The Government of Zimbabwe is implementing a five-year Global Environment Facility (GEF) – funded program to support conservation initiatives in North Western Zimbabwe. The project known as the Hwange-Sanyati Biological Corridor Program has the overall objective to develop land use and resource management capacity of managers and communities in the Hwange-Sanyati Biological Corridor (HSBC) of Zimbabwe and is executed through the World Bank.
The Project focuses on three key environmental components; Forestry, Wildlife and Landscape Management with the Worldwide Fund for Nature (WWF), Forestry Commission, Environmental Management Agency (EMA), Parks and Wildlife Management Authority and the Communal Areas Management Program for Indigenous Resources (CAMPFIRE) as the implementing agencies.
The Forestry Component supports improved forest and wildlife management activities in two gazetted forests (Ngamo and Sikumi) in Hwange as well as REDD+ activities as a tool for good forest stewardship in Zimbabwe. The objective of this component is to improve forest and land management across the HSBC area by developing tools to address land degradation, land use change and deforestation. Through the project, there has been improvement in the capacity of the forest protection unit to deal with the challenges of wildlife and timber poaching as the project has made significant investments in improving radio communication for better responsiveness by the forest protection unit and improving game water supply. Overall this has facilitated an improvement in delivery on the implementation of forest management operational plans by the
More significantly, the HSBC project is piloting a REDD+ sub project in the two forests in order to build national capacity on Reducing Emissions from Deforestation and forest Degradation (REDD) in the country. REDD+ takes a critical look at the role of conservation, sustainable forest management and enhancement of carbon stocks in developing countries. A total of 228 sampling plots have been established in Ngamo and Sikumi to quantify the above ground carbon stock for the purposes of trading on the carbon market. The potential social and environmental benefits of implementing this project include; improved provision of other ecosystem services (water quality regulation, ecotourism, provision of non-timber forest products) by the forests; biodiversity conservation; complimentary activities such as sustainable forest management and long term revenue streams for the communities and government.
Community engagement is imperative for any project success and the greatest challenge in the project area has been the existence of a divide between the communities and the Forestry Commission. Ngamo and Sikumi forests form the buffer area between the community and the Hwange National park and the project has come in to foster community engagement which has seen communities participating and playing a pivotal role in conservation activities like fire protection (through establishing of community fire brigades) as well as anti-poaching.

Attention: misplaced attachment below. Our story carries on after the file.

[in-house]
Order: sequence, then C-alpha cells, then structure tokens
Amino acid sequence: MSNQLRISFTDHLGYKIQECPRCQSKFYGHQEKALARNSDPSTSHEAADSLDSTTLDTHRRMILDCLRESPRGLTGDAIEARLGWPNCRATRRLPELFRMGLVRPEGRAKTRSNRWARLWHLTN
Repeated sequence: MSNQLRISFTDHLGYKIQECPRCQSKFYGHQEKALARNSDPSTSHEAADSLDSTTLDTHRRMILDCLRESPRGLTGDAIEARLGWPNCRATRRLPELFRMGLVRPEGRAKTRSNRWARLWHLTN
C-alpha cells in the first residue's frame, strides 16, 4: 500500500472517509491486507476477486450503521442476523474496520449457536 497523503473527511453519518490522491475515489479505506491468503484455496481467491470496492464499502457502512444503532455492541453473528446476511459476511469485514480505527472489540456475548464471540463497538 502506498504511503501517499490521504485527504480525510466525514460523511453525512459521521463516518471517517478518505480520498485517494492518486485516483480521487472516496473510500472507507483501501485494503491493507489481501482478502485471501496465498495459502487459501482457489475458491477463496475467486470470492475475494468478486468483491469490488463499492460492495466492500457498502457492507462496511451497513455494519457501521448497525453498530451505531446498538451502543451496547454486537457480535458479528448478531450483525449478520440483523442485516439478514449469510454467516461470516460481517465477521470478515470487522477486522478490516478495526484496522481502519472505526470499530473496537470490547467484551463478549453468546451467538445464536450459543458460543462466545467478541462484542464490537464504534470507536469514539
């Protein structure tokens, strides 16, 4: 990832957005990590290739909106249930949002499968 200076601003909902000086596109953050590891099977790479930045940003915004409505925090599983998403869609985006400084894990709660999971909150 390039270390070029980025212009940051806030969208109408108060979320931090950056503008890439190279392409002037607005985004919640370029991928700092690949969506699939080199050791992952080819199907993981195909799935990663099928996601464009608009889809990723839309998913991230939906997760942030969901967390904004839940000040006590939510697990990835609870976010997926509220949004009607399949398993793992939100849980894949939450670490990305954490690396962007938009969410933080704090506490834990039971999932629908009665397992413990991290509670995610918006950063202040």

The HSBC project forestry component has strengthened the relationship between communities and the Forestry Commission. Through engagement, understanding and a sense of ownership of the forest resources has been created and community leadership has taken an active role of in creating awareness on the importance of protecting and conserving the forests and also mobilising the youth to participate in forest protection activities such as fireguard construction and firefighting. This has led to a gradual decline in forest fire occurrences through combined efforts with communities such as Magoli Village (Ward 15, Hwange district) whilst a decline in timber and wildlife poaching in the two forest estates has also been noted and attributed to community participation in anti-poaching activities
To further incentivise the community towards forest conservation, the HSBC project is supporting a forest-based enterprise of beekeeping. Bee-farmer field schools have been established and selected farmers have been supported in setting up apiaries in the forest area to establish a honey value chain. This mutually benefits the farmers (as they derive income for livelihood enhancement through the sale of honey and other beekeeping products) and the forest conservation agenda (as farmers intensify their efforts to protect the forest from which their bees forage). Farmers are educated on sustainable ways of beekeeping which encompass the use of modern beehives like the Kenyan Top Bar (KTB) and Langstroth hives. This is a shift from use of traditional hives which were made from tree logs and tree barks and therefore not friendly to the environment. Harvesting techniques are also pro-conservation as they do not cause forests fires in
Violet Makoto is the Information and Communications Manager at the Forestry Commission Email: email@example.com